How can I parse a string with a comma thousand separator to a number?


I have 2,299.00 as a string and I am trying to parse it to a number. I tried using parseFloat, which results in 2. I guess the comma is the problem, but how would I solve this issue the right way? Just remove the comma?

var x = parseFloat("2,299.00")
alert(x);

Yes remove the commas:

parseFloat(yournumber.replace(/,/g, ''));

Removing commas is potentially dangerous because, as others have mentioned in the comments, many locales use a comma to mean something different (like a decimal place).

I don't know where you got your string from, but in some places in the world "2,299.00" = 2.299

The Intl object could have been a nice way to tackle this problem, but somehow they managed to ship the spec with only a Intl.NumberFormat.format() API and no parse counterpart :(

The only way to parse a string with cultural numeric characters in it to a machine recognisable number in any i18n sane way is to use a library that leverages CLDR data to cover off all possible ways of formatting number strings http://cldr.unicode.org/

The two best JS options I've come across for this so far:


On modern browsers you can use the built in Intl.NumberFormat to detect the browser's number formatting and normalize the input to match.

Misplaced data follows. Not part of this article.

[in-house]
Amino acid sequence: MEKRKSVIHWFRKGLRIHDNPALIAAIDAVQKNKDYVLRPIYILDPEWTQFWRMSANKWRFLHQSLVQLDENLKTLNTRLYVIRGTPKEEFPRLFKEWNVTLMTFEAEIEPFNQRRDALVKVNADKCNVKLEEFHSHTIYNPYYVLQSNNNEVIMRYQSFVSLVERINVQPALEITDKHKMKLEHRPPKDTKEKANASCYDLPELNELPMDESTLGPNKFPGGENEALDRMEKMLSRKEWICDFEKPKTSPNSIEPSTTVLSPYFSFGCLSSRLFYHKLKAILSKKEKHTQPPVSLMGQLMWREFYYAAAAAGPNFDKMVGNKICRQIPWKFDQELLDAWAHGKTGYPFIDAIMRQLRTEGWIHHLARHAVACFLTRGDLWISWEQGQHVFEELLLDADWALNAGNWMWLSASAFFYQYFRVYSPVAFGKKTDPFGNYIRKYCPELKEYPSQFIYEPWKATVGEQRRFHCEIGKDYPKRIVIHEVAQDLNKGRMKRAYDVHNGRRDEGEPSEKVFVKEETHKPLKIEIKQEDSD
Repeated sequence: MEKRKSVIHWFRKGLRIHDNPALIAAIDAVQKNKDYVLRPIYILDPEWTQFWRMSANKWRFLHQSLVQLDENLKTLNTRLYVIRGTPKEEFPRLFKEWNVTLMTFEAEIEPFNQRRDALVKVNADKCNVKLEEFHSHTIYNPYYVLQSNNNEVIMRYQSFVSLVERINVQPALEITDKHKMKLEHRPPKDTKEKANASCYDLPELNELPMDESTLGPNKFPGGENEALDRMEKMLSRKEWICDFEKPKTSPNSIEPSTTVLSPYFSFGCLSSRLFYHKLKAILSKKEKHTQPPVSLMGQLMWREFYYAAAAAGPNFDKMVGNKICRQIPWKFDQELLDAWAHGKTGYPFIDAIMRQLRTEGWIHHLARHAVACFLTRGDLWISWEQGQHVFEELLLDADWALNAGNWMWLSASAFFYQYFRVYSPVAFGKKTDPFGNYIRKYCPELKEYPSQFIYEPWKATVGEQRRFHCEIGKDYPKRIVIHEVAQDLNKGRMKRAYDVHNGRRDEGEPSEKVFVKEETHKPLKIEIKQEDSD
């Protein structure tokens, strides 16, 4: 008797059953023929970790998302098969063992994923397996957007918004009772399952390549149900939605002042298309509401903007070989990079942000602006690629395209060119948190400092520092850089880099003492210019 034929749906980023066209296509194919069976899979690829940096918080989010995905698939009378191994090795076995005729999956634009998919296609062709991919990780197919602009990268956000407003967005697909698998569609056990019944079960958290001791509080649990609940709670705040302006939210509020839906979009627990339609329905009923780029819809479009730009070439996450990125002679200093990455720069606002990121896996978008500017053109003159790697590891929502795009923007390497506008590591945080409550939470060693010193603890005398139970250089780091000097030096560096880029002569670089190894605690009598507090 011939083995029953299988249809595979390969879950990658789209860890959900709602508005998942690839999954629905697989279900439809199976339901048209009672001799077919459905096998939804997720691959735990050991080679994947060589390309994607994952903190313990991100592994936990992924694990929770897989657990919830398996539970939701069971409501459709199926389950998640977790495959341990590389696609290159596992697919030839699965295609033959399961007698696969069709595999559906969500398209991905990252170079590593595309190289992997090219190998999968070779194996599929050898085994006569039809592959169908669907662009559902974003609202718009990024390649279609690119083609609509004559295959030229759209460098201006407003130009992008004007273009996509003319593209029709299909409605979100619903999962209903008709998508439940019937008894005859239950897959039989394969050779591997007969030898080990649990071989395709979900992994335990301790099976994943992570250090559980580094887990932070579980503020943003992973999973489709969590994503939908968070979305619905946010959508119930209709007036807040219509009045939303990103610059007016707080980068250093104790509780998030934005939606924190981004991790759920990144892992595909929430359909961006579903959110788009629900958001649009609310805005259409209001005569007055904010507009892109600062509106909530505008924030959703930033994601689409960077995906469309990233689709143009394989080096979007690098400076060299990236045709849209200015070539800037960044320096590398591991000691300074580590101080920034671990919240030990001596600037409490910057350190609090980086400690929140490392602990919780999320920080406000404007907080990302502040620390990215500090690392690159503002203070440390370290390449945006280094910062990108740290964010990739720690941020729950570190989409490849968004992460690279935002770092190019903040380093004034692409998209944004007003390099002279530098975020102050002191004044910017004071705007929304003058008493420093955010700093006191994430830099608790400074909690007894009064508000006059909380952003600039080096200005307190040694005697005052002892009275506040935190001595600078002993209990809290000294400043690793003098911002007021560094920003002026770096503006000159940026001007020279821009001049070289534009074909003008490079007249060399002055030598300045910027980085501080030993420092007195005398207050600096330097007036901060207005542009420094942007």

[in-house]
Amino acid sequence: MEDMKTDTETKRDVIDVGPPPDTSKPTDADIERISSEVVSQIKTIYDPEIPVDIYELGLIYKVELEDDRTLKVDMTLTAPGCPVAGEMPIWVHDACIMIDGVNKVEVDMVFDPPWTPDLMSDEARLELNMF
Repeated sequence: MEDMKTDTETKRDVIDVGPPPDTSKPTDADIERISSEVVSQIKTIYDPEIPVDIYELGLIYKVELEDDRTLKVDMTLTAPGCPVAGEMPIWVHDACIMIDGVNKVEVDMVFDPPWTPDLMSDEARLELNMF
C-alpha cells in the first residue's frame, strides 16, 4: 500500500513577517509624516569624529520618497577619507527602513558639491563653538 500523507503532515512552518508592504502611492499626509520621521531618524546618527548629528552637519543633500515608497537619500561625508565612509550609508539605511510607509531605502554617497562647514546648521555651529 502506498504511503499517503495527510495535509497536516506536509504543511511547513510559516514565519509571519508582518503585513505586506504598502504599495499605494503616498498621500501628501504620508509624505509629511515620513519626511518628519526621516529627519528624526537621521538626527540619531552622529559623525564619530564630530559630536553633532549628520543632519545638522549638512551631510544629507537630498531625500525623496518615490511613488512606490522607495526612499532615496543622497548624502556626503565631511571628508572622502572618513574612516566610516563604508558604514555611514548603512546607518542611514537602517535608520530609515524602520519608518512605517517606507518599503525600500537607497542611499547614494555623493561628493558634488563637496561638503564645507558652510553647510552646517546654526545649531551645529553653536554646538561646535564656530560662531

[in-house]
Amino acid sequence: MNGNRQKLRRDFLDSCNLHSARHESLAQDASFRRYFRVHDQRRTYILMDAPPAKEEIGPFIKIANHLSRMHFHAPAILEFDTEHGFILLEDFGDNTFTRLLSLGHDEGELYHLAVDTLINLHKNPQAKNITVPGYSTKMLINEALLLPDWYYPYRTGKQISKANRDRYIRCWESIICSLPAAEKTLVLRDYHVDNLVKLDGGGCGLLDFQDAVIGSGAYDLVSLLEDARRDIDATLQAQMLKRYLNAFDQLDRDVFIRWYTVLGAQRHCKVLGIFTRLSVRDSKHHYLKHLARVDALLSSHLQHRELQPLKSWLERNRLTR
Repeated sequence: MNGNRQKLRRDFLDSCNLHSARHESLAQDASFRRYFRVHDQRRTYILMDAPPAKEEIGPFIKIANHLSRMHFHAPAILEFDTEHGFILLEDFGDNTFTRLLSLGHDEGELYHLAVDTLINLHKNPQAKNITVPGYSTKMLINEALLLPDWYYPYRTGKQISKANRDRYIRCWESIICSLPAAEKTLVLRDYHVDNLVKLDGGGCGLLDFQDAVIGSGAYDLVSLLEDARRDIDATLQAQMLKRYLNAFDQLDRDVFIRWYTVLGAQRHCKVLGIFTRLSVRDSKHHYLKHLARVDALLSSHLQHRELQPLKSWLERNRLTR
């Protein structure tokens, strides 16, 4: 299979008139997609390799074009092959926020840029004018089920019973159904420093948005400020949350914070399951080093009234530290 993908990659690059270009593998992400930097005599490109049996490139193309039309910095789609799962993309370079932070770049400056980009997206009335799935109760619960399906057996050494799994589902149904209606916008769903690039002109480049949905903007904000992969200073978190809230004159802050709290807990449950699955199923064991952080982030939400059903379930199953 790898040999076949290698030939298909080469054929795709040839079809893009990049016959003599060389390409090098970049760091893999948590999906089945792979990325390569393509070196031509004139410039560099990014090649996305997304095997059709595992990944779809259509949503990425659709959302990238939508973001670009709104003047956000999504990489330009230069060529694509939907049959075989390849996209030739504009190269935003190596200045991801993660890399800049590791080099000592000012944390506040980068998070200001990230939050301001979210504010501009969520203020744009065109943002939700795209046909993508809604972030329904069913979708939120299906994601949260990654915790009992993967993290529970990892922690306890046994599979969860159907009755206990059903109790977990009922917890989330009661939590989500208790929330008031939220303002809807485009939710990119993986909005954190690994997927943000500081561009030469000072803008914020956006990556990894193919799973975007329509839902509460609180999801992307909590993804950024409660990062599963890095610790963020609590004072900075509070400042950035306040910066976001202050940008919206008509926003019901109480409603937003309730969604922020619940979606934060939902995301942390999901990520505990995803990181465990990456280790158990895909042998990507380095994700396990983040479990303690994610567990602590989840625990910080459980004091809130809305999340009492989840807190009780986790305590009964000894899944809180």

function parseNumber(value, locale = navigator.language) {
  const example = Intl.NumberFormat(locale).format('1.1');
  const cleanPattern = new RegExp(`[^-+0-9${ example.charAt( 1 ) }]`, 'g');
  const cleaned = value.replace(cleanPattern, '');
  const normalized = cleaned.replace(example.charAt(1), '.');

  return parseFloat(normalized);
}

const corpus = {
  '1.123': {
    expected: 1.123,
    locale: 'en-US'
  },
  '1,123': {
    expected: 1123,
    locale: 'en-US'
  },
  '2.123': {
    expected: 2123,
    locale: 'fr-FR'
  },
  '2,123': {
    expected: 2.123,
    locale: 'fr-FR'
  },
}


for (const candidate in corpus) {
  const {
    locale,
    expected
  } = corpus[candidate];
  const parsed = parseNumber(candidate, locale);

  console.log(`${ candidate } in ${ corpus[ candidate ].locale } == ${ expected }? ${ parsed === expected }`);
}

Their's obviously room for some optimization and caching but this works reliably in all languages.


Remove anything that isn't a digit, decimal point, or minus sign (-):

var str = "2,299.00";
str = str.replace(/[^\d\.\-]/g, ""); // You might also include + if you want them to be able to type it
var num = parseFloat(str);

Updated fiddle